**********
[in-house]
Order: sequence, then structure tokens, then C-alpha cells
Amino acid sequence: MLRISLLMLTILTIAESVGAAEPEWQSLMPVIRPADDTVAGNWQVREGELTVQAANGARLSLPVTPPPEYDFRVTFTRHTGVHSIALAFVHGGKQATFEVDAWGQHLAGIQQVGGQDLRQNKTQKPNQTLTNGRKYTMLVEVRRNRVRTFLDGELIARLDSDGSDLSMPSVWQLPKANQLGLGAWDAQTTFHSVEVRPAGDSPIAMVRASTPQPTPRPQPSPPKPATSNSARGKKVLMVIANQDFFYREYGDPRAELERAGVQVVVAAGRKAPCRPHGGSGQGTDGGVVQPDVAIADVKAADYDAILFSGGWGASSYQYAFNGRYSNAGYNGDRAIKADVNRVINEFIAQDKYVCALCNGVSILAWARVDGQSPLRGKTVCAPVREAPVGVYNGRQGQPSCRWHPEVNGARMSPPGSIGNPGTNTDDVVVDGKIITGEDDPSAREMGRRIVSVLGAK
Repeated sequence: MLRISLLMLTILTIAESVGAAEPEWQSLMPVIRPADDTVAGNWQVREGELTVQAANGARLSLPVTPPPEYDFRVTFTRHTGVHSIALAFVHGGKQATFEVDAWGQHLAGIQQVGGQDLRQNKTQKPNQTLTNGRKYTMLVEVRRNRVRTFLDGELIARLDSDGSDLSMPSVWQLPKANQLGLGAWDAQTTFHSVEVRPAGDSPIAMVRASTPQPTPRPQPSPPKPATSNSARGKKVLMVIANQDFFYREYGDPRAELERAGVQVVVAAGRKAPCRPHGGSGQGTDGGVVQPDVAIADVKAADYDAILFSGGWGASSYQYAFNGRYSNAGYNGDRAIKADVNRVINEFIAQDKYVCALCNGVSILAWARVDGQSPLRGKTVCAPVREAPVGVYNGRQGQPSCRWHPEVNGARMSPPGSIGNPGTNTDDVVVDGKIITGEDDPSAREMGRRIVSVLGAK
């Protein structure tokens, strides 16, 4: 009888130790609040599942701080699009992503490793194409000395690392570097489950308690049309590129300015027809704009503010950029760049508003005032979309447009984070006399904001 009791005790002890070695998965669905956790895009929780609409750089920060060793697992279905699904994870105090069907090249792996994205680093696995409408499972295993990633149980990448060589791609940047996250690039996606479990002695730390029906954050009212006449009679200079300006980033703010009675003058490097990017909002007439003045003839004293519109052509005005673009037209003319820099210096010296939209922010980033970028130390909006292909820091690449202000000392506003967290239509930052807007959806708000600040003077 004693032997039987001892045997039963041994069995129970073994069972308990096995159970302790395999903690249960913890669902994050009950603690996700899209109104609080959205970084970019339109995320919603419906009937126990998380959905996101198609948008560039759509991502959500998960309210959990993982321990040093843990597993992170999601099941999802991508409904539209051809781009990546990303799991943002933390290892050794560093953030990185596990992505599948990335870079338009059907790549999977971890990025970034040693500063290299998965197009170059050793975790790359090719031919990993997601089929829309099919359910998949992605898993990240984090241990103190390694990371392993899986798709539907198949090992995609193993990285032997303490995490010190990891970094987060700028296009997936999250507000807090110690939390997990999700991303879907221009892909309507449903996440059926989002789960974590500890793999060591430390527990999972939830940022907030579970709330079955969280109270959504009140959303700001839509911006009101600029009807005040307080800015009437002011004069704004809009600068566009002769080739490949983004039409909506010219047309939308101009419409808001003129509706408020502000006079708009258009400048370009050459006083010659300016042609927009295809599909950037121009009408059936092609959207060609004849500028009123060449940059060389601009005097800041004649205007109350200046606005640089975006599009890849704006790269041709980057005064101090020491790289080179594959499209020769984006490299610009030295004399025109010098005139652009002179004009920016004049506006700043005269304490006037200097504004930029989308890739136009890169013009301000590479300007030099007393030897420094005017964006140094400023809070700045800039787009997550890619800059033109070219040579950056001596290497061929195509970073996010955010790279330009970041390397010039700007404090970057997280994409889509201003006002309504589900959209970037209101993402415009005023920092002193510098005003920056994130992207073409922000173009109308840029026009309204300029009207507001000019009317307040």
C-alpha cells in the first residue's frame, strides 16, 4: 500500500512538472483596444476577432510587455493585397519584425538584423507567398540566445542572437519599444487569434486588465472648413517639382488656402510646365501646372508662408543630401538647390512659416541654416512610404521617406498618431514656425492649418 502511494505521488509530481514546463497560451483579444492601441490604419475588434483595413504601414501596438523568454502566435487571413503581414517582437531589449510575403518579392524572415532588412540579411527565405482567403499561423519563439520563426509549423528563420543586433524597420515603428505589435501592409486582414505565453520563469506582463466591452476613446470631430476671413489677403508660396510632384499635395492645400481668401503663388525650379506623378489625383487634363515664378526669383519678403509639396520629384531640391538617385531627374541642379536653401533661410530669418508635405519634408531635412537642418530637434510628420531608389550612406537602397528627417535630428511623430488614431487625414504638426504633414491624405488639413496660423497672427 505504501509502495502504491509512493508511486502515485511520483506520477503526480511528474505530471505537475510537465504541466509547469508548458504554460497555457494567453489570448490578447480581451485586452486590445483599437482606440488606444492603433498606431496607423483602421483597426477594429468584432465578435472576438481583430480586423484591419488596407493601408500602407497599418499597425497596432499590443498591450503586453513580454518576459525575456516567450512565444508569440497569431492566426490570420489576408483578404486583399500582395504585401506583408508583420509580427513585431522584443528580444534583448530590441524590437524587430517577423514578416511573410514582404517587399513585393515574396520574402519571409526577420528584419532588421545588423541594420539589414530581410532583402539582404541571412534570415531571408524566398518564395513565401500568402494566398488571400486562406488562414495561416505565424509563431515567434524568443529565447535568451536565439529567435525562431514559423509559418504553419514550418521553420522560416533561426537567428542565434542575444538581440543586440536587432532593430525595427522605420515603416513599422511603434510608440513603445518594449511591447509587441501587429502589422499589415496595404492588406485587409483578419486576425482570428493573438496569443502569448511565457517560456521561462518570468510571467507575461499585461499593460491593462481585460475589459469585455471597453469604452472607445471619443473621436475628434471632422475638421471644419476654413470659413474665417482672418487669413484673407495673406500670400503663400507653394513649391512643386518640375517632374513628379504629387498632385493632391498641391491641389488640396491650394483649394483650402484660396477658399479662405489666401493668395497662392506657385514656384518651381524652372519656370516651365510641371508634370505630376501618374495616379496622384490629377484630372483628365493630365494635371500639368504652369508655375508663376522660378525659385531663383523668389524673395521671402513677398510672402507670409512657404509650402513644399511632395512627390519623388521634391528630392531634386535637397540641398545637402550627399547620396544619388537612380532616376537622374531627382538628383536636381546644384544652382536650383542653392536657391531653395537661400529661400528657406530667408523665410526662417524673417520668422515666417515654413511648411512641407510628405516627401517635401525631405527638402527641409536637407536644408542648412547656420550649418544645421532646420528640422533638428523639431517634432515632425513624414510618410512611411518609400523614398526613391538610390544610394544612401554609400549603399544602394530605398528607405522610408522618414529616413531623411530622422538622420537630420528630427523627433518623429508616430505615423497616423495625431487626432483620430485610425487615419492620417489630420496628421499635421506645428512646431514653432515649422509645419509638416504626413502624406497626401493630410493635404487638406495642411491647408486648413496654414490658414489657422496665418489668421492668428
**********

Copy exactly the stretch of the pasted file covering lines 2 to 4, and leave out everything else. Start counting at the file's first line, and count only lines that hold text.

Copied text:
Order: sequence, then structure tokens, then C-alpha cells
Amino acid sequence: MLRISLLMLTILTIAESVGAAEPEWQSLMPVIRPADDTVAGNWQVREGELTVQAANGARLSLPVTPPPEYDFRVTFTRHTGVHSIALAFVHGGKQATFEVDAWGQHLAGIQQVGGQDLRQNKTQKPNQTLTNGRKYTMLVEVRRNRVRTFLDGELIARLDSDGSDLSMPSVWQLPKANQLGLGAWDAQTTFHSVEVRPAGDSPIAMVRASTPQPTPRPQPSPPKPATSNSARGKKVLMVIANQDFFYREYGDPRAELERAGVQVVVAAGRKAPCRPHGGSGQGTDGGVVQPDVAIADVKAADYDAILFSGGWGASSYQYAFNGRYSNAGYNGDRAIKADVNRVINEFIAQDKYVCALCNGVSILAWARVDGQSPLRGKTVCAPVREAPVGVYNGRQGQPSCRWHPEVNGARMSPPGSIGNPGTNTDDVVVDGKIITGEDDPSAREMGRRIVSVLGAK
Repeated sequence: MLRISLLMLTILTIAESVGAAEPEWQSLMPVIRPADDTVAGNWQVREGELTVQAANGARLSLPVTPPPEYDFRVTFTRHTGVHSIALAFVHGGKQATFEVDAWGQHLAGIQQVGGQDLRQNKTQKPNQTLTNGRKYTMLVEVRRNRVRTFLDGELIARLDSDGSDLSMPSVWQLPKANQLGLGAWDAQTTFHSVEVRPAGDSPIAMVRASTPQPTPRPQPSPPKPATSNSARGKKVLMVIANQDFFYREYGDPRAELERAGVQVVVAAGRKAPCRPHGGSGQGTDGGVVQPDVAIADVKAADYDAILFSGGWGASSYQYAFNGRYSNAGYNGDRAIKADVNRVINEFIAQDKYVCALCNGVSILAWARVDGQSPLRGKTVCAPVREAPVGVYNGRQGQPSCRWHPEVNGARMSPPGSIGNPGTNTDDVVVDGKIITGEDDPSAREMGRRIVSVLGAK